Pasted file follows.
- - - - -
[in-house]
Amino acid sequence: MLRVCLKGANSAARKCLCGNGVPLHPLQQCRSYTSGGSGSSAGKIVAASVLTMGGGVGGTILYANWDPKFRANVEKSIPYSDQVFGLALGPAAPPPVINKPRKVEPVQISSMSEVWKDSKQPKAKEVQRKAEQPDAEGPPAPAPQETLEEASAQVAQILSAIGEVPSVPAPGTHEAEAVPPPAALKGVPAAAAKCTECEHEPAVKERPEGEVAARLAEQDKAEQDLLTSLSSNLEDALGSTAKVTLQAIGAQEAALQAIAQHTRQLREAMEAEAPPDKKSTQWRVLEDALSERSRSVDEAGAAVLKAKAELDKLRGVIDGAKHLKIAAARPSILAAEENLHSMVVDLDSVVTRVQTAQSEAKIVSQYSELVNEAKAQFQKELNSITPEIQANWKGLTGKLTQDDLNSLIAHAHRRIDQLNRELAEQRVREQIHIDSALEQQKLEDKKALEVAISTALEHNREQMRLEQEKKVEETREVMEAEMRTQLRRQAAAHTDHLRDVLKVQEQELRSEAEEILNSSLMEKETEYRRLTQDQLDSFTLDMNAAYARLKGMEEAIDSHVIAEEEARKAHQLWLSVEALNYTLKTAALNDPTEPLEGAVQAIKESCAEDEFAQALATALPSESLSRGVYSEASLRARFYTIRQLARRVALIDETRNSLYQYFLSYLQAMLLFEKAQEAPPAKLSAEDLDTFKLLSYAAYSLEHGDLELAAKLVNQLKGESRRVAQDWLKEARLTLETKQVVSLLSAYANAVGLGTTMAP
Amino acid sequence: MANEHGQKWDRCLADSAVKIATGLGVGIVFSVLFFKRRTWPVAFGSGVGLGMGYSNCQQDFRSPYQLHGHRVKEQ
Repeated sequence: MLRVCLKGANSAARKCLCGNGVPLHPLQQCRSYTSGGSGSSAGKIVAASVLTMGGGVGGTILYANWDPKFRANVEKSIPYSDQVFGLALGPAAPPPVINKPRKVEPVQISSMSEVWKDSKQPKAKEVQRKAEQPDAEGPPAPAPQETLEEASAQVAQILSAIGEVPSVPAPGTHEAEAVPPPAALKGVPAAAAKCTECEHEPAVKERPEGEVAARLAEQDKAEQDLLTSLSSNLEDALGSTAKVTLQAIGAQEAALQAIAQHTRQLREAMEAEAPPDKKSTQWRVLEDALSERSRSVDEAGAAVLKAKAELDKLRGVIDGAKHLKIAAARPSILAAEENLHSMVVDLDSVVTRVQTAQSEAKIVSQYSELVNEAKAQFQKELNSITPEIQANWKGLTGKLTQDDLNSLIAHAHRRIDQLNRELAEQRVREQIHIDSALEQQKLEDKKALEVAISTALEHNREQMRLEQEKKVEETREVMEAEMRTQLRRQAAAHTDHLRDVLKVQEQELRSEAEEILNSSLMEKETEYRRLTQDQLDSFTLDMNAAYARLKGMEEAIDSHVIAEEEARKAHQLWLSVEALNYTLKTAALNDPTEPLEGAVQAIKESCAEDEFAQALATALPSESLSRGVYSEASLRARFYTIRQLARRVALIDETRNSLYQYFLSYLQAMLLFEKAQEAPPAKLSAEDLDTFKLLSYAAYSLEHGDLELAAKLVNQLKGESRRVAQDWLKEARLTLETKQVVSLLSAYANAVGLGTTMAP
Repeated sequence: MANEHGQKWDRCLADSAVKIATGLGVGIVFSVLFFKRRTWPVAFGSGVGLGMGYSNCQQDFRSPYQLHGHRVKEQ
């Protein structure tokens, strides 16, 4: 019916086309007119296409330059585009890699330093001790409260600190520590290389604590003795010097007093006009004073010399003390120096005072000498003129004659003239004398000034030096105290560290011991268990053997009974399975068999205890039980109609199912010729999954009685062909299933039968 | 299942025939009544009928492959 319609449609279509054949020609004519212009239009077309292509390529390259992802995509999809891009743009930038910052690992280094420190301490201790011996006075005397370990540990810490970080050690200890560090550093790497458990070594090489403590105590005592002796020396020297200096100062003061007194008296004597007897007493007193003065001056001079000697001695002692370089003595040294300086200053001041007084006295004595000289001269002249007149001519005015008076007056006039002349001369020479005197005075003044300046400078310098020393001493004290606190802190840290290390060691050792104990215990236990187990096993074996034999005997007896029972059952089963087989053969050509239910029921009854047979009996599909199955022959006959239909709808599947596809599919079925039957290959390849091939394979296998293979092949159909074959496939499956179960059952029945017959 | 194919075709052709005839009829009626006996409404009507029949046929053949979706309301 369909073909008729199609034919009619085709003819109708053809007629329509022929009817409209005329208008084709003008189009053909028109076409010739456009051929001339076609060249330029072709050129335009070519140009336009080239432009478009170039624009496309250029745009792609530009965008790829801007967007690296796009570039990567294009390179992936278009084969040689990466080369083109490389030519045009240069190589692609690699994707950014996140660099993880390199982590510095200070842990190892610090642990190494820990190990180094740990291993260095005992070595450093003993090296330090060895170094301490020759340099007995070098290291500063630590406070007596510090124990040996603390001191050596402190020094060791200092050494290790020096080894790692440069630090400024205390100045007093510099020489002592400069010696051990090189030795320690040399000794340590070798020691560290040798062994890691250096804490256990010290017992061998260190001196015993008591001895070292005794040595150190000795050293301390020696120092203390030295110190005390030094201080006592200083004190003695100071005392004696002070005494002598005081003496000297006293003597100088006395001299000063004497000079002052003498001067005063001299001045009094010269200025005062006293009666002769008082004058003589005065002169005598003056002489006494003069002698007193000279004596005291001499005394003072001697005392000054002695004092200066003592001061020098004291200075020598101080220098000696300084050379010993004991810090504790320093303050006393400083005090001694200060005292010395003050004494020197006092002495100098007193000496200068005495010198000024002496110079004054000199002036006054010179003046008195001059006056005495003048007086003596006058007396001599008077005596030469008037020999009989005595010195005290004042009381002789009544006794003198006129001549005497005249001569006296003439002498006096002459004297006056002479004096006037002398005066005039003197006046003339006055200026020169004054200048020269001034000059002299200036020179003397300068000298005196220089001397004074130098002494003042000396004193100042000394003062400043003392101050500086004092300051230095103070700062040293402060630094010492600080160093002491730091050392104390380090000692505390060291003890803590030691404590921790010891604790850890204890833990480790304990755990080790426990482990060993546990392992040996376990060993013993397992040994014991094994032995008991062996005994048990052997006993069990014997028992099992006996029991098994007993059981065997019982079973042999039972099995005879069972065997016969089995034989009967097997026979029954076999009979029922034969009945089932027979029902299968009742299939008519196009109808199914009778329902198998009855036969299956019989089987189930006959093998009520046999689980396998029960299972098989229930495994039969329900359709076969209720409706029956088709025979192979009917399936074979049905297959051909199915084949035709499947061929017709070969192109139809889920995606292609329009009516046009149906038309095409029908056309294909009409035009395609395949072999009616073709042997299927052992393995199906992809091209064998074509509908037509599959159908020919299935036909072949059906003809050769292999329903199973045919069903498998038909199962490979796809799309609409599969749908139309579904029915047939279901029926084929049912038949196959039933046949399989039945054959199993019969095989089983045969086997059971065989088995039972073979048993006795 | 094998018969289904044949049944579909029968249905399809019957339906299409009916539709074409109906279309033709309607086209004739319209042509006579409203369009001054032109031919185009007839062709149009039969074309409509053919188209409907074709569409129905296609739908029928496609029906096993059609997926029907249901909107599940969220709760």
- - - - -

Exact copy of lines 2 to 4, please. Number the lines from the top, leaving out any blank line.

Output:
Amino acid sequence: MLRVCLKGANSAARKCLCGNGVPLHPLQQCRSYTSGGSGSSAGKIVAASVLTMGGGVGGTILYANWDPKFRANVEKSIPYSDQVFGLALGPAAPPPVINKPRKVEPVQISSMSEVWKDSKQPKAKEVQRKAEQPDAEGPPAPAPQETLEEASAQVAQILSAIGEVPSVPAPGTHEAEAVPPPAALKGVPAAAAKCTECEHEPAVKERPEGEVAARLAEQDKAEQDLLTSLSSNLEDALGSTAKVTLQAIGAQEAALQAIAQHTRQLREAMEAEAPPDKKSTQWRVLEDALSERSRSVDEAGAAVLKAKAELDKLRGVIDGAKHLKIAAARPSILAAEENLHSMVVDLDSVVTRVQTAQSEAKIVSQYSELVNEAKAQFQKELNSITPEIQANWKGLTGKLTQDDLNSLIAHAHRRIDQLNRELAEQRVREQIHIDSALEQQKLEDKKALEVAISTALEHNREQMRLEQEKKVEETREVMEAEMRTQLRRQAAAHTDHLRDVLKVQEQELRSEAEEILNSSLMEKETEYRRLTQDQLDSFTLDMNAAYARLKGMEEAIDSHVIAEEEARKAHQLWLSVEALNYTLKTAALNDPTEPLEGAVQAIKESCAEDEFAQALATALPSESLSRGVYSEASLRARFYTIRQLARRVALIDETRNSLYQYFLSYLQAMLLFEKAQEAPPAKLSAEDLDTFKLLSYAAYSLEHGDLELAAKLVNQLKGESRRVAQDWLKEARLTLETKQVVSLLSAYANAVGLGTTMAP
Amino acid sequence: MANEHGQKWDRCLADSAVKIATGLGVGIVFSVLFFKRRTWPVAFGSGVGLGMGYSNCQQDFRSPYQLHGHRVKEQ
Repeated sequence: MLRVCLKGANSAARKCLCGNGVPLHPLQQCRSYTSGGSGSSAGKIVAASVLTMGGGVGGTILYANWDPKFRANVEKSIPYSDQVFGLALGPAAPPPVINKPRKVEPVQISSMSEVWKDSKQPKAKEVQRKAEQPDAEGPPAPAPQETLEEASAQVAQILSAIGEVPSVPAPGTHEAEAVPPPAALKGVPAAAAKCTECEHEPAVKERPEGEVAARLAEQDKAEQDLLTSLSSNLEDALGSTAKVTLQAIGAQEAALQAIAQHTRQLREAMEAEAPPDKKSTQWRVLEDALSERSRSVDEAGAAVLKAKAELDKLRGVIDGAKHLKIAAARPSILAAEENLHSMVVDLDSVVTRVQTAQSEAKIVSQYSELVNEAKAQFQKELNSITPEIQANWKGLTGKLTQDDLNSLIAHAHRRIDQLNRELAEQRVREQIHIDSALEQQKLEDKKALEVAISTALEHNREQMRLEQEKKVEETREVMEAEMRTQLRRQAAAHTDHLRDVLKVQEQELRSEAEEILNSSLMEKETEYRRLTQDQLDSFTLDMNAAYARLKGMEEAIDSHVIAEEEARKAHQLWLSVEALNYTLKTAALNDPTEPLEGAVQAIKESCAEDEFAQALATALPSESLSRGVYSEASLRARFYTIRQLARRVALIDETRNSLYQYFLSYLQAMLLFEKAQEAPPAKLSAEDLDTFKLLSYAAYSLEHGDLELAAKLVNQLKGESRRVAQDWLKEARLTLETKQVVSLLSAYANAVGLGTTMAP